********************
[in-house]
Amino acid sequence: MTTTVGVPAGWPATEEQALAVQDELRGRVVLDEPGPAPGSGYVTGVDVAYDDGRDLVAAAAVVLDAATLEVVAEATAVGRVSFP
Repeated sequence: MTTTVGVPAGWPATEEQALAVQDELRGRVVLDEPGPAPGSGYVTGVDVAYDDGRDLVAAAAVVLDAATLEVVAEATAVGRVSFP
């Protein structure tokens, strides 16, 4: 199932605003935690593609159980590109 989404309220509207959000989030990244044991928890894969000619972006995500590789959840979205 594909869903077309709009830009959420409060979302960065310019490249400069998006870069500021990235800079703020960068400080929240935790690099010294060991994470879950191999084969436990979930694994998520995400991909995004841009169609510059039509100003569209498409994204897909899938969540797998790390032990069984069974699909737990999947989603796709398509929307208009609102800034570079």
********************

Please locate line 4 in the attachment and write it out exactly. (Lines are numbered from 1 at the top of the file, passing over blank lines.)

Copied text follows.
């Protein structure tokens, strides 16, 4: 199932605003935690593609159980590109 989404309220509207959000989030990244044991928890894969000619972006995500590789959840979205 594909869903077309709009830009959420409060979302960065310019490249400069998006870069500021990235800079703020960068400080929240935790690099010294060991994470879950191999084969436990979930694994998520995400991909995004841009169609510059039509100003569209498409994204897909899938969540797998790390032990069984069974699909737990999947989603796709398509929307208009609102800034570079």